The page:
Visiting My Town?
From: (some fake addy)@infonet.com.bo
Subject: Re: Hallo!
Hope I am not writing to wrong address. I am nice, pretty looking
gbirl. I am planning oan visiting your toawn this month. Can
we meet each otherb in person? Message me back at hazkieq@(somescammyemailaddy)
If I were going to reply—which I’m not—here is what I’d say:
Dear Gbirl (?),
How nice you are going to visit my toawn—er, town—which is mainly populated by cows and assorted rednecks. We do have some nice people here, but they will be busy working.
The town itself consists of a sign at the crossroads. There is a larger town two miles west, but most of it was bull-dozed to build a shopping center that hasn’t been built. It looks like ground zero. There is, however, a recently expanded marina, should you be in the market for a high-priced boat. Two miles east is another town with an even bigger marina, a Minute Market, and a Dairy Queen. If you’re looking for groceries as well as a boat, this one is the place to go.
For your stay in our area, I suggest you dress appropriately: sturdy shoes, long sleeves (even though today’s temps will be in the high 80s), and a ball-cap. You do have a ball-cap, don’t you? You’ll need it to participate in the main activity that is currently underway here: making hay. As I’ve noted in a previous blog entry, making hay is hot, dirty, labor-intensive work. the ball-cap keeps the sun off your face and might delay your eventually getting skin cancer.
That you are “pretty looking” is irrelevant. Can you drive a tractor? Hook the rake or baler to the tractor? Change a tire on a tractor? Spear a round bale right smack in the middle?
Can you tell which snakes are poisonous and should be killed and which are to be left alone to do their jobs (rodent disposal)? If you can’t tell a copperhead from a blacksnake, you might not want to visit. Are you likely to be grossed out by buzzards ripping apart any rodents killed during haymaking?
Do you think a visit to farmland should include running barelegged through the tall grass because you’ve seen scenes like that in movies? (Let me rephrase the question: Are you so incredibly ignorant that you are not aware of ticks and chiggers, which are quite prevalent now?) If so, I hope you have good insurance coverage. Rocky Mountain Spotted Fever and Lyme disease take a while to cure. The chiggers won’t give you any potentially fatal disease, unless you sever a vein or artery while scratching where they’ve caused itching so intense that . . . oh, you don’t need to know about that.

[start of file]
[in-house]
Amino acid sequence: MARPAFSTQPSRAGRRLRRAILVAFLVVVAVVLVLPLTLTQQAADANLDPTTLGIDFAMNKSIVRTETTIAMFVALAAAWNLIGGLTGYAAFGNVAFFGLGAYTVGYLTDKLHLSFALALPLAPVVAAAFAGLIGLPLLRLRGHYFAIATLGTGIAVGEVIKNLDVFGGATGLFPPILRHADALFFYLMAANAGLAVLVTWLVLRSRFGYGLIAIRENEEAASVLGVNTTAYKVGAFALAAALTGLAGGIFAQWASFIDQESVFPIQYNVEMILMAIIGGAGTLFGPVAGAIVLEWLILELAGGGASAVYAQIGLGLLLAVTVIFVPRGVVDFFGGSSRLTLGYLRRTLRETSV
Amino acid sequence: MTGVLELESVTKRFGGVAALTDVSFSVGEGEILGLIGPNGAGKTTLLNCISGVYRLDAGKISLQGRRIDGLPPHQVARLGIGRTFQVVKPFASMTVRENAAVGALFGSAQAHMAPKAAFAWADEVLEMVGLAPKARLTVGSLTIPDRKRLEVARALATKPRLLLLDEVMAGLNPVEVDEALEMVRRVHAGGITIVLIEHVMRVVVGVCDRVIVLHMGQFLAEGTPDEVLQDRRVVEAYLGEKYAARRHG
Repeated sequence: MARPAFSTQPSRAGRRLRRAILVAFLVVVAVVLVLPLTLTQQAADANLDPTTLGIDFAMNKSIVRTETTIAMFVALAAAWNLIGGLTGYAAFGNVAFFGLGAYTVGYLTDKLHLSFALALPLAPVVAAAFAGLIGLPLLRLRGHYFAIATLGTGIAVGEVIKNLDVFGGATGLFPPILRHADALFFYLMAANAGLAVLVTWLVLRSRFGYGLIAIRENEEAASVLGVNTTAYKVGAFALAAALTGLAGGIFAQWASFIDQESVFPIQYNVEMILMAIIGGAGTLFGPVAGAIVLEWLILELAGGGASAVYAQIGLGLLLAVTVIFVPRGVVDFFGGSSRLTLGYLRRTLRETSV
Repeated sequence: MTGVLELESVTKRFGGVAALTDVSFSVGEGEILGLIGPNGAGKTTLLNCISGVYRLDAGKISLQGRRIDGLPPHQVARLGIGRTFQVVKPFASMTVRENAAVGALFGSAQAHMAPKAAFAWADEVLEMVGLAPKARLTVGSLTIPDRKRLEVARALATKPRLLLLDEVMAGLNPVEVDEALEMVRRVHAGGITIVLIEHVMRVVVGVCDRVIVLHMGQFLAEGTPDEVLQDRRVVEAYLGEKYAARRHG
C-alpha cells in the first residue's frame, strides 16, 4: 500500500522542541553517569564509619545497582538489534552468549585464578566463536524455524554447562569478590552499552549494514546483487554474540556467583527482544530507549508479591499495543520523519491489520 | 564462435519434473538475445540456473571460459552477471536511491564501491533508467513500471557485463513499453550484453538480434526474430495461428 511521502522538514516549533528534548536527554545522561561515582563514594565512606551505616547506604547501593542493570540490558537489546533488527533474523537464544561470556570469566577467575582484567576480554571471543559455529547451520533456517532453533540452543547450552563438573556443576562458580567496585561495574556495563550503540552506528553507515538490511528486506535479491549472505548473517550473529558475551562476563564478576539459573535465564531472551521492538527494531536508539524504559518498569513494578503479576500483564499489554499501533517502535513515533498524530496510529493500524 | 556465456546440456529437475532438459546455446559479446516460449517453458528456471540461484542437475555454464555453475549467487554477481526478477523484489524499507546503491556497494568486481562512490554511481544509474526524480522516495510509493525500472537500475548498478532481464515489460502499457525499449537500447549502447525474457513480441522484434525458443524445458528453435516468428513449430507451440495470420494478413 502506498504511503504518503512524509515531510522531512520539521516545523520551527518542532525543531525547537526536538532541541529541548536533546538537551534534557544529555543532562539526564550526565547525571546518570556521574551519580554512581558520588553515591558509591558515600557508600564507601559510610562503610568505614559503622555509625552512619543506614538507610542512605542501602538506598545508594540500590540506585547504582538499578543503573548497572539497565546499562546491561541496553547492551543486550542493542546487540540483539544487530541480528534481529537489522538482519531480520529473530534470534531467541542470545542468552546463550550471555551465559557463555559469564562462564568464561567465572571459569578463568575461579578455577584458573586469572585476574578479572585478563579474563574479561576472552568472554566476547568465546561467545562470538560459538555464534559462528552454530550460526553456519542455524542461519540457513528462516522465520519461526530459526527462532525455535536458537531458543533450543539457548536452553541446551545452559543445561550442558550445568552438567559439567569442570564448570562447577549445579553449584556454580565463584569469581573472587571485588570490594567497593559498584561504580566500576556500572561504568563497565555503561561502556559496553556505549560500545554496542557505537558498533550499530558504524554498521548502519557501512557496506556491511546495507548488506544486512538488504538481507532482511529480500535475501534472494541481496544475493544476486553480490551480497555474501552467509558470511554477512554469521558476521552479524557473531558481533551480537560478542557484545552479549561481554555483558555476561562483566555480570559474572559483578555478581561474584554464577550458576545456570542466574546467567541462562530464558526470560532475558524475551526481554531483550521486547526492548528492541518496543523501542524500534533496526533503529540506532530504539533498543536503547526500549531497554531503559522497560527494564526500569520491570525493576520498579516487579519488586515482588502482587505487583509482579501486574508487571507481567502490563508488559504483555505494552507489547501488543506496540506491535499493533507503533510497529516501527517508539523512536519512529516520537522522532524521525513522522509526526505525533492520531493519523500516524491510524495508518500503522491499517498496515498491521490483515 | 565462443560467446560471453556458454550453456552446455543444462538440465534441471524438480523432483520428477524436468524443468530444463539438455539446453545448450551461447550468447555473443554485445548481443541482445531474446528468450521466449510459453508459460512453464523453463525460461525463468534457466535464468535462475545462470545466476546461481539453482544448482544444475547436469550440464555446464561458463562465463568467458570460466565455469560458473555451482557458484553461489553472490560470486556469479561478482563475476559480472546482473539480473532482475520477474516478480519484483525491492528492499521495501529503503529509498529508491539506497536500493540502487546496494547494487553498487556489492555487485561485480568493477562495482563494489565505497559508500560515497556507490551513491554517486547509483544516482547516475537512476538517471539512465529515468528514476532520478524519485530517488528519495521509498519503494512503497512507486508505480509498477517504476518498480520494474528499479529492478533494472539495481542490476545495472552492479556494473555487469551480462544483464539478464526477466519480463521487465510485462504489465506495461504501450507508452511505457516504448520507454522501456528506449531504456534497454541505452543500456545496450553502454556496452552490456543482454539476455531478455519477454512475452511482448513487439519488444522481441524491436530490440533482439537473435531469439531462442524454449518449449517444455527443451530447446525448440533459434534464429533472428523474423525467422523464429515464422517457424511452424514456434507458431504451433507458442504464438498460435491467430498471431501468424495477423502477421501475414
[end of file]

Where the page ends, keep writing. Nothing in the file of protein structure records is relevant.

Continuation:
In the event that you see any cattle loose on the roads, you can tell the difference between a bull, a cow, and a steer, can’t you? You might be able to herd the cows and steers out of the road, but I don’t recommend you mess with the bulls. Just in case you have to do a bit of rounding up loose livestock, you can saddle and bridle a horse, can’t you? Do you have a strong voice that’ll command a border collie’s attention?
And you can tell the difference between a coyote and a dog, right? Actually, you shouldn’t try to pet anyone’s dog either. Most of the dogs around her are pretty territorial and protective of their property. And, no matter how cute you think they are, don’t try to pet possums, groundhogs, and raccoons. Especially don’t pet any cute little black critters with while stripes down their backs. If you do, don’t say I didn’t warn you. (Helpful hint: Tomato juice really does neutralize the smell.)
Well, I could go on, but there’s work to be done here in rural America. You understand, won’t you, that I’ll probably be too busy to meet you “in person” if indeed you decide to pay a visit? (How will you get here? This town has no taxi, bus, train, or plane service. If you don’t drive, you’re plumb outta luck.) I figure you won’t stay long.
Anyhow, y’all come back, here?